Any toxicity requiring corticosteroid dose of prednisone ≥10 mg/day (or equivalent) for longer than 12 weeks

Other adverse reactions that are life-threatening or grade 4, severe or grade 3 adverse reactions that recur, or persistent grade 2 or 3 treatment-related toxicity that lasts beyond 12 weeks

Infusion-related reaction:

Mild or moderate reaction: Interrupt or slow the infusion rate

Severe or life-threatening reaction: Discontinue

Thyroid disorder (hyperthyroidism or hypothyroidism): There are no recommended dosage modifications. Initiate antithyroid therapy for hyperthyroidism; administer thyroid hormone replacement therapy for hypothyroidism.

Dosing: Adjustment for Toxicity

Withhold treatment for any of the following (may resume upon recovery to grade 0 or 1 toxicity):

Note: If receiving combination therapy with ipilimumab, when nivolumab is withheld, ipilimumab should also be withheld. Refer to ipilimumab monograph for information on ipilimumab dosage adjustment for toxicity.

Adrenal insufficiency (grade 2)

Colitis:

Grade 2 colitis or diarrhea; for grade 2 colitis with a duration >5 days; also administer systemic corticosteroids (prednisone 0.5 to 1 mg/kg daily or equivalent) followed by a corticosteroid taper; may increase to prednisone 1 to 2 mg/kg daily (or equivalent) if colitis worsens or does not improve despite corticosteroid use

Grade 3 colitis or diarrhea (single-agent nivolumab); also administer systemic corticosteroids (prednisone 1 to 2 mg/kg daily or equivalent) followed by a corticosteroid taper

Diabetes mellitus, type 1 (grade 3 hyperglycemia)

Encephalitis (new-onset moderate or severe neurologic toxicity)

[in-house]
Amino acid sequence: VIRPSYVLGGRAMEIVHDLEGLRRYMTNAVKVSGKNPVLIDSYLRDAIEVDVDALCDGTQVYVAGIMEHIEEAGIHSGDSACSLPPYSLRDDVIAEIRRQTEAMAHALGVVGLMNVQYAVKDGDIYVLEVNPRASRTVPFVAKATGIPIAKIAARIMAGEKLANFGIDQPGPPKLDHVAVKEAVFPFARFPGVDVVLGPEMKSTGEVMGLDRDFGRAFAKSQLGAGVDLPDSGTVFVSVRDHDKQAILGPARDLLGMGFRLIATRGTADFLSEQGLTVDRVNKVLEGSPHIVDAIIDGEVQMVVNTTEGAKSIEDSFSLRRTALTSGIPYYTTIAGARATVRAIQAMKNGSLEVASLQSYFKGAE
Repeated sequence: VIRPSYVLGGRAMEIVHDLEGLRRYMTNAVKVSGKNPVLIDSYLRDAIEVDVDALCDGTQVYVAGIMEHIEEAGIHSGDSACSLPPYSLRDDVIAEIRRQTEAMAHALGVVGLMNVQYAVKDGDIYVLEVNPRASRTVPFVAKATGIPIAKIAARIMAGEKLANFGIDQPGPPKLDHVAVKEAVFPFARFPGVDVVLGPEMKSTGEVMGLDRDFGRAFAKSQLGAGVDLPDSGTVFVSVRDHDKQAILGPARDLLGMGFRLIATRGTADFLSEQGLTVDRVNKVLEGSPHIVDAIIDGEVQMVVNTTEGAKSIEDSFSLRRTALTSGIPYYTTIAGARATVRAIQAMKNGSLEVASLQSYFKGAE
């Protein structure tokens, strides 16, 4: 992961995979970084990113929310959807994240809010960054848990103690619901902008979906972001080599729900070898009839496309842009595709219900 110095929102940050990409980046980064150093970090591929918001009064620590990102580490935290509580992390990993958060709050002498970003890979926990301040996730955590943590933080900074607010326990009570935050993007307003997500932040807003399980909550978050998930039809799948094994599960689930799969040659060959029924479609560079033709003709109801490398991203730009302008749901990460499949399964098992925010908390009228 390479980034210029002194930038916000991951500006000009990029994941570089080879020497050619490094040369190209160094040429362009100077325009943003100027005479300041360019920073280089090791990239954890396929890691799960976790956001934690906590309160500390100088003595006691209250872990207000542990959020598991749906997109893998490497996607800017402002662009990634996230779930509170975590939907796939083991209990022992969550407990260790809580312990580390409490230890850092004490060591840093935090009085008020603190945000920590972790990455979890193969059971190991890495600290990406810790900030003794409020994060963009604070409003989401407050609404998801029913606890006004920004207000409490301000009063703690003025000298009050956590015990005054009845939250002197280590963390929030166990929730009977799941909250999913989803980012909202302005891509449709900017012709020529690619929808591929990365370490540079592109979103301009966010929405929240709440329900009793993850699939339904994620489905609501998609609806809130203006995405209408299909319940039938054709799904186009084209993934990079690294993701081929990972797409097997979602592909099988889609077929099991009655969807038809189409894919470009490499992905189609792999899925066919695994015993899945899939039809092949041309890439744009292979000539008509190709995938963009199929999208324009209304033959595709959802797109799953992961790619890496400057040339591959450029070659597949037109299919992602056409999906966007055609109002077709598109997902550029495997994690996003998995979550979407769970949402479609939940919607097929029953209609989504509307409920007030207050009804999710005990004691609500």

Hypophysitis (grade 2 or 3); also administer high-dose systemic corticosteroids (prednisone 1 mg/kg daily or equivalent)

Pneumonitis (grade 2); also administer high-dose systemic corticosteroids (prednisone 1 to 2 mg/kg daily or equivalent) followed by a corticosteroid taper

Rash (grade 3), suspected Stevens-Johnson syndrome or toxic epidermal necrolysis; also administer high-dose systemic corticosteroids (prednisone 1 to 2 mg/kg daily or equivalent)

Other immune-mediated toxicities; also administer high-dose systemic corticosteroids followed by a corticosteroid taper (upon improvement to grade 1 or lower) over at least 1 month

Other treatment-related toxicity (severe or grade 3, first occurrence)

Permanently discontinue for:

Adrenal insufficiency (grade 3 or 4); also administer high-dose systemic corticosteroids (prednisone 1 to 2 mg/kg daily or equivalent) followed by a corticosteroid taper

Colitis or diarrhea (grade 3, if in combination with ipilimumab) or colitis or diarrhea (grade 4); also administer high-dose systemic corticosteroids (prednisone 1 to 2 mg/kg daily or equivalent) followed by a corticosteroid taper

Colitis (recurrent)

Diabetes mellitus, type 1 (grade 4 hyperglycemia)

Encephalitis (immune mediated); also administer high-dose systemic corticosteroids (prednisone 1 to 2 mg/kg daily or equivalent) followed by a corticosteroid taper